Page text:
While we can make cold plates for refrigerator applications, our recommendation is that cold plate systems work best for freezers, and standard evaporator systems work best for refrigerators.  It can be difficult to maintain consistant refrigerator temperatures with a cold plate due to the lack of control.  The cold plate will be absorbing the same amount of heat whether the ambient temperature is 90 degrees or 50 degrees, so there is the possibility of freezing the food products when the ambient temperature drops at night.  Freezers are more forgiving of these temperature fluctuations.

Surface area of tubing inside a plate is critical to efficiency - the more you have the faster the solution will freeze. Most manufacturers use 1/2 inch or 5/8 inch outside diameter tubing. We've found these sizes to be too large. In refrigeration systems, refrigerant and oil continuously circulate through the system. When tubing is large in diameter, refrigerant moves slowly which makes the compressor work excessively. To solve this problem and increase efficiency, we use a distribution system comprised of multiple passes of either 1/4 inch or 5/16 inch tubing plumbed in parallel. This method can double the surface area of tubing inside the plate while maintaining the proper velocity of refrigerant.

Condenser:  Water cooled, air cooled or both?
We build cold plate systems that use air, water or a combination to remove heat from the plate.  An air-cooled compressor mounted in a well-ventilated area performs quite well. Although running longer per day than water-cooled models, they are less complex mechanisms and therefore more trouble free.  A water-cooled compressor model offers outstanding performance in a hot or non-ventilated compartment, however it does require a water pump and the potential problems associated with that.  A combination air-and-water-cooled compressor provides excellent performance and reliability in case of water pump or fan failure.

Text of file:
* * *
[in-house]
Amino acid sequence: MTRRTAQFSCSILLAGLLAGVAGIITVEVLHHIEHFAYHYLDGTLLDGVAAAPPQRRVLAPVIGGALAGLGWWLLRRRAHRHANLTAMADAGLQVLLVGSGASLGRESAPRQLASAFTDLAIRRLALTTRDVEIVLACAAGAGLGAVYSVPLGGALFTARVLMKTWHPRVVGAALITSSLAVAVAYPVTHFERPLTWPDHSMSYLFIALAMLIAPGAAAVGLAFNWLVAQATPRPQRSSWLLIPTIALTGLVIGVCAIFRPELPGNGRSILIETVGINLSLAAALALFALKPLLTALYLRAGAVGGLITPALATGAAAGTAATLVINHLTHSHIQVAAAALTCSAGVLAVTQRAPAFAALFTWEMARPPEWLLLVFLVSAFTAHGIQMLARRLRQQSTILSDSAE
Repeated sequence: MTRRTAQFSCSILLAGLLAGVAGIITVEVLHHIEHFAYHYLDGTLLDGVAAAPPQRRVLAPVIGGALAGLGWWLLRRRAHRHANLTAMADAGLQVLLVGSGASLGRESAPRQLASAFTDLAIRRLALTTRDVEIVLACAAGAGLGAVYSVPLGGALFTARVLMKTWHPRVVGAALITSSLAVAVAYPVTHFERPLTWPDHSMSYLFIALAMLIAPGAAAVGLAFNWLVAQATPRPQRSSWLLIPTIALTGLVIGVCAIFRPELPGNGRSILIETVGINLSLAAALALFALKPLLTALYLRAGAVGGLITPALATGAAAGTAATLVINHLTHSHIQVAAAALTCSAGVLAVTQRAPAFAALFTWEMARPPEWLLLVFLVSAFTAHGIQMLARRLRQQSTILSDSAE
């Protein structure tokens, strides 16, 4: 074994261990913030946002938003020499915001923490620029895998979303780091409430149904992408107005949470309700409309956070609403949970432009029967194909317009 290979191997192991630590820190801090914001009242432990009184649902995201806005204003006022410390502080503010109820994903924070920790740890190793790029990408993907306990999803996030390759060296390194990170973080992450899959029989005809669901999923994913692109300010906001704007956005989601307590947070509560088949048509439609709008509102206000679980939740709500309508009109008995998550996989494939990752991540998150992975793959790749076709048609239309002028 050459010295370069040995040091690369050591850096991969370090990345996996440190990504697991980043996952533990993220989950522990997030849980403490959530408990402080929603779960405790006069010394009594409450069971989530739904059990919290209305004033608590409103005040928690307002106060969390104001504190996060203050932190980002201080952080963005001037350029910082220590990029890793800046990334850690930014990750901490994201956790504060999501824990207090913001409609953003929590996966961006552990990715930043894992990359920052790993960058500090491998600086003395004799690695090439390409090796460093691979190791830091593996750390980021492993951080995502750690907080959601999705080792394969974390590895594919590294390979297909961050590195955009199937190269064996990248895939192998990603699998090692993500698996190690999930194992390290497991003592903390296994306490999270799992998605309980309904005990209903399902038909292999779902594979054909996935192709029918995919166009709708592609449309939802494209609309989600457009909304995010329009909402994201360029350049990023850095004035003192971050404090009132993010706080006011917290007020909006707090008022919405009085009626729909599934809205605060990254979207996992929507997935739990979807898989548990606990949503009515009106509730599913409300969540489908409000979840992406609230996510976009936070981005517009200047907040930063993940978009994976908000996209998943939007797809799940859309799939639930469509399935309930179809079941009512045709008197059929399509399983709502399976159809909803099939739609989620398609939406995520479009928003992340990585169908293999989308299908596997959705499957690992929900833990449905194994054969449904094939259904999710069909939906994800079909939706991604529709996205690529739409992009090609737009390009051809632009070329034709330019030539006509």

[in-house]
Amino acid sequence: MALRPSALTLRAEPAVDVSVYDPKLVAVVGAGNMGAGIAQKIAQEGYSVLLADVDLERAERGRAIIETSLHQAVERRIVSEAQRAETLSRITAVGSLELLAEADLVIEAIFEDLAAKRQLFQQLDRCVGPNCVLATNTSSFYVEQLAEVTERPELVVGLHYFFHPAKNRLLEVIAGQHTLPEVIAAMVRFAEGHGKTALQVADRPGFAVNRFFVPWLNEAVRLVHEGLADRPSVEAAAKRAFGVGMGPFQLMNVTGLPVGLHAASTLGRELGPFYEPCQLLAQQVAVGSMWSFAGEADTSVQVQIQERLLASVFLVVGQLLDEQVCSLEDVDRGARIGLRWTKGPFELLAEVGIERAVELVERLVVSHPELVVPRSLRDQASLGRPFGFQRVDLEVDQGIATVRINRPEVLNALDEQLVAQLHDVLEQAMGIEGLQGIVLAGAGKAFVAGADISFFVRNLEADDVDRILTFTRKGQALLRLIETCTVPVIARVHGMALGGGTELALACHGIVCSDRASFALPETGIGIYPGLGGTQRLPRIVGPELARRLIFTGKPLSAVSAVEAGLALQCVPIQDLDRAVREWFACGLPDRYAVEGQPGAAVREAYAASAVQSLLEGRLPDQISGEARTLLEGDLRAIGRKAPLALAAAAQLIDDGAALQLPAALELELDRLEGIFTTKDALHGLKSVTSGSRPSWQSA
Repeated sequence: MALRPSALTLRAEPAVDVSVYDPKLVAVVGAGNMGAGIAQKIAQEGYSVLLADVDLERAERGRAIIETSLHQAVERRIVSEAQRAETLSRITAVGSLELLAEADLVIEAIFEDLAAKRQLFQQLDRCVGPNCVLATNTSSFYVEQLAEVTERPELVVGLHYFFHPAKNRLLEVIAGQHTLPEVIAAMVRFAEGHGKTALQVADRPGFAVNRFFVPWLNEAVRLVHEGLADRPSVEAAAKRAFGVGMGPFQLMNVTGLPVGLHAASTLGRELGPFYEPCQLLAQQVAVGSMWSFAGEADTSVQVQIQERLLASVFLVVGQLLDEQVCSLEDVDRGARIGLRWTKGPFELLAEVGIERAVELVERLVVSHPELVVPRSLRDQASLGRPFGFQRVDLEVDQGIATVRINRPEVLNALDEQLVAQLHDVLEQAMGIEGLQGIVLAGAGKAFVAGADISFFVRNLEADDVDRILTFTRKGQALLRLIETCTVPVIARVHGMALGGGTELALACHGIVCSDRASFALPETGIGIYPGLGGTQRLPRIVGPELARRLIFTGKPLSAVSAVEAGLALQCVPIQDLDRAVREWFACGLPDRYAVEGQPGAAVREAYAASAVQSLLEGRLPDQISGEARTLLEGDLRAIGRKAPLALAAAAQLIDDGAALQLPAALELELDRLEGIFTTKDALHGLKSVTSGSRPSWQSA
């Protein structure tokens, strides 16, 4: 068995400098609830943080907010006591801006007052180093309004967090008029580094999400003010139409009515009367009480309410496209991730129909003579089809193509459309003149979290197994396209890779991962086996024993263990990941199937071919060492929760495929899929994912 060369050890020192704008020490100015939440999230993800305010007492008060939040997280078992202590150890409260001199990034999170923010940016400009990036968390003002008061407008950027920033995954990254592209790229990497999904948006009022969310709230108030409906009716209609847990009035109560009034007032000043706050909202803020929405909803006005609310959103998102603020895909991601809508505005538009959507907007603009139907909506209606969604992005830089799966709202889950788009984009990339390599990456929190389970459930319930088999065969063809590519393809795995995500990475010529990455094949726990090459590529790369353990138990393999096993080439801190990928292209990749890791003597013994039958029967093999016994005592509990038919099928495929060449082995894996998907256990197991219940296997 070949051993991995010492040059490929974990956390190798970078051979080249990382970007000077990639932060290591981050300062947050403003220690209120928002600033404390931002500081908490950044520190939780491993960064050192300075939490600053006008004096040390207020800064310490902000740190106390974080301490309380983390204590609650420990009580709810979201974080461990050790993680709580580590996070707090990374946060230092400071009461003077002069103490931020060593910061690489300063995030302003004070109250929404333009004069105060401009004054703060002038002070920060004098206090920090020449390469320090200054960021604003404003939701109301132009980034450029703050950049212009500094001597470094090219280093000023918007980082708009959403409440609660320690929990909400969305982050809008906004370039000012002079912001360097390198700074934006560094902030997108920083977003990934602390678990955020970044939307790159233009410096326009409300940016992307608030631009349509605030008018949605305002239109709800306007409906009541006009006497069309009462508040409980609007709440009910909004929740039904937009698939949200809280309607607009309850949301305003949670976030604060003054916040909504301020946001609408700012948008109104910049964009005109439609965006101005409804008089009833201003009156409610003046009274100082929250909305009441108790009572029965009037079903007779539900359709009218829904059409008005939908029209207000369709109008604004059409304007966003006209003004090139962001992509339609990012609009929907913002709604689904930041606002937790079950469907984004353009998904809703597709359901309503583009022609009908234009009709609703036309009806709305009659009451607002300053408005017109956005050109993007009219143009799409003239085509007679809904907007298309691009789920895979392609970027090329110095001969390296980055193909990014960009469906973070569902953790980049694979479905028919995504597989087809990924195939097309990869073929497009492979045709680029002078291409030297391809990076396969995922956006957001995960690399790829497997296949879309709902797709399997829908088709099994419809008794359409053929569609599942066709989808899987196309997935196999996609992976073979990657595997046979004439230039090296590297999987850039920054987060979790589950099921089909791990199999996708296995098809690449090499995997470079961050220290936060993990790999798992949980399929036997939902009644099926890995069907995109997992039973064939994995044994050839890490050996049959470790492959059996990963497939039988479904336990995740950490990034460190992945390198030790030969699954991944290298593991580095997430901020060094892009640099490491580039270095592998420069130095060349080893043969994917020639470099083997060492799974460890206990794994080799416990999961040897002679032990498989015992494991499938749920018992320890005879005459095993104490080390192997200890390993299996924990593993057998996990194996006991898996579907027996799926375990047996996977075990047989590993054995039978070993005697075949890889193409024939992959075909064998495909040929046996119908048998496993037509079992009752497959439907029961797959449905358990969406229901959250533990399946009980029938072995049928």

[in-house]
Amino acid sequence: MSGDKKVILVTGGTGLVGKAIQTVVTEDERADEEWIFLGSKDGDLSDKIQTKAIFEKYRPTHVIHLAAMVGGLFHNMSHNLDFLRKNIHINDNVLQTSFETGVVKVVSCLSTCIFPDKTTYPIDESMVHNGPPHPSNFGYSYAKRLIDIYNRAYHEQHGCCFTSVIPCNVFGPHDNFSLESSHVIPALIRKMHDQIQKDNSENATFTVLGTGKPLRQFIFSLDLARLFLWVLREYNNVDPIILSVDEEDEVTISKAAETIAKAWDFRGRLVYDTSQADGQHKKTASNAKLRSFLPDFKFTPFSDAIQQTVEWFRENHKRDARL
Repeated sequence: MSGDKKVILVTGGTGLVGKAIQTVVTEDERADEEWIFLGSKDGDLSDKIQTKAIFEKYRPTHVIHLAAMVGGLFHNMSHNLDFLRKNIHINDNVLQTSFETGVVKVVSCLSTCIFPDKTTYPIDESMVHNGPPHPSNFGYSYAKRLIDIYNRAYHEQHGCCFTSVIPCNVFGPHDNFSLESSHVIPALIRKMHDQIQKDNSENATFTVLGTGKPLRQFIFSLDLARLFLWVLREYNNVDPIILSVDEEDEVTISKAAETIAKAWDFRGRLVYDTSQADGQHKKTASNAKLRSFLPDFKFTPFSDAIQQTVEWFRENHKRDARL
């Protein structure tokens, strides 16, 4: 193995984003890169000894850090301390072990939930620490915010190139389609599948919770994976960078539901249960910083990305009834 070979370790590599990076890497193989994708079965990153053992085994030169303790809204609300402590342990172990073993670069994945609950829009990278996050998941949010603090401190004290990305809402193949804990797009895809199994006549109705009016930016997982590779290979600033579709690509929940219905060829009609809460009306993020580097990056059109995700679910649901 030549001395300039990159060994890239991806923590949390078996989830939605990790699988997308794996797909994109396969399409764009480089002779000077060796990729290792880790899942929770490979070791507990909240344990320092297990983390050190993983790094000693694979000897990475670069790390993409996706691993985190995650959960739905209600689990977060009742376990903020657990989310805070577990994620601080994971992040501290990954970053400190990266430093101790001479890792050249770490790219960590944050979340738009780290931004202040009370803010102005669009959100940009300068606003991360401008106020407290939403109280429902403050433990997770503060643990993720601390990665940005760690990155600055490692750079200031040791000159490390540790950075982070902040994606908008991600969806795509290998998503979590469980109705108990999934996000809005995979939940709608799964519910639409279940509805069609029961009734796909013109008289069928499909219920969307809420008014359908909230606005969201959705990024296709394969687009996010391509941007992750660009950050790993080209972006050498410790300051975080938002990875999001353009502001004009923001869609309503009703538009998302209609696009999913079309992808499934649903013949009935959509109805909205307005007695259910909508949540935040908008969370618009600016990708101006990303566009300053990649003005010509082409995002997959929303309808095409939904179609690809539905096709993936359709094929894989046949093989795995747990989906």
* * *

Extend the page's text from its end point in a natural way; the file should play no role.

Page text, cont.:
So now that you know a bit more about Cold Plate systems and how they work, its time to decide if a cold plate system is right for you.

To summarize, Cold Plates may be the best choice if any of the following applies to you:

-  You have a limited battery bank
-  You run your generator for at least two hours a day to charge your batteries
-  You typically keep your boat connected to shore power and mostly take day trips
-  You motor out of harbor for an hour or two a day and you have a large enough alternator to charge your batteries and power the compressor

Cold Plates may NOT be the best choice if any of the following applies to you:

-  You typically take long trips away from shore power
-  You run your generator to supply power to other 120V loads such as air conditioners
-  You have an adequately sized battery bank
-  You are looking for the most economical refrigeration option

We would be happy to discuss your particular situation and application to give our recommendation as to whether a Cold Plate system is right for you, just Contact Us.

Once we've determined a cold plate system is right for you, we will design the most efficient system possible by properly sizing the cold plate as well as the compressor for your particular application.  To do this we need to determine the following:

-  Inside or outside dimensions of the box
-  Amount of insulation
-  Desired temperature inside the box
-  Outside air temperature
-  Desired run time per day
-  Type(s) of power available
-  Amount of ice or food to be refrigerated, if any

Please fill out our Cold Plate Contact Form to discuss further options and to get a price quote for a Cold Plate System.

 

We can custom
design and build any
refrigeration system to fit your needs, just give us a call!